Huawei‘s sub-brand Honor is known for its budget-friendly smartphones. Most of its offerings from the last few years, in fact, were priced well below the $500 mark – back in the fall, for instance, the Honor 7X made a deep impression on us with its solid build quality, decent performance, and irresistible $200 sticker price. The Honor View 10 takes things up a notch with its higher-end specs, and with a price tag of $500, it is significantly more affordable than those ultra-premium devices priced around $1000. But is it worth picking up? We’ll find out!
In the box:
- Honor View 10
- Wall Charger
- SIM tool
- USB Type-C cable
- Silicone Case
Honor didn’t exactly do much to differentiate the Honor View 10 from the aforementioned Honor 7X in terms of design. That’s not necessarily a bad thing, especially when the View 10 is flaunting a premium metal construction with those beveled edges, but for the price difference, we’re left craving for more. Aside from a few minor differences, like the placement of its antenna lines and the addition of a fingerprint sensor below the display, the View 10 essentially looks identical to the 7X. We will, however, note that Honor has been able to package in an IR blaster with the View 10 – while still offering a headphone jack! Overall, there’s not much about its design to get us truly excited, but we’re satisfied with the way the Honor View 10 looks and feels.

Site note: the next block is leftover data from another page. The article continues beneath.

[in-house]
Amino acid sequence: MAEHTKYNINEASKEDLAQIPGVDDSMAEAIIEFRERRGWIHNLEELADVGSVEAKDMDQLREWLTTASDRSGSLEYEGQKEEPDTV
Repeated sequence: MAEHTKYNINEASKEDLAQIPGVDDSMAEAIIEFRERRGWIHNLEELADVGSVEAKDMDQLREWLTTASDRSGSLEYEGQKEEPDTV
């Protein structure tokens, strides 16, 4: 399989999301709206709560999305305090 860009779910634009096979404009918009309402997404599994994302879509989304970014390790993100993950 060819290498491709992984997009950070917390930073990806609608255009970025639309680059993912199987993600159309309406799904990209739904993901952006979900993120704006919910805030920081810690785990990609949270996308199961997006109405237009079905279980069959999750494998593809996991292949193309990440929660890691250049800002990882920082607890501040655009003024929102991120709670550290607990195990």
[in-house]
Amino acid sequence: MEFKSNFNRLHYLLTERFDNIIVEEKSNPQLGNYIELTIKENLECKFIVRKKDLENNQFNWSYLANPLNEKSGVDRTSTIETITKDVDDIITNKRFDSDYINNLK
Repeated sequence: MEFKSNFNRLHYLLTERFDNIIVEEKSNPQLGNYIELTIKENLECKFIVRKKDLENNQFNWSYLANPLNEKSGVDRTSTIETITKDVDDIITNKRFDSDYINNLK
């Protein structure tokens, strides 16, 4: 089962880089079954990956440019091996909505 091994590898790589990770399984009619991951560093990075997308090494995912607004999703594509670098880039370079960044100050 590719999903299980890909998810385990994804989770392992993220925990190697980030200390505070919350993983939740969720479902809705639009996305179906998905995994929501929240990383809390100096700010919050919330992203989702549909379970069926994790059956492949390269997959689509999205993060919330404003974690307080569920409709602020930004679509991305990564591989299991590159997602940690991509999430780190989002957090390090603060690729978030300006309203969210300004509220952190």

On paper, the Honor View 10’s display shares nearly the same specs as those found with the Honor 7X and Huawei Mate 10 Pro. Specifically, it’s donning a sizable, 6-inch, 1080 x 2160 FullView IPS LCD display with the trendy 18:9 screen aspect ratio. Comparing it to the Honor 7X, there are noticeable improvements with the View 10’s display: better viewing angles, brightness output, and color reproduction, but it’s not as eye-catching as the Mate 10 Pro’s OLED display.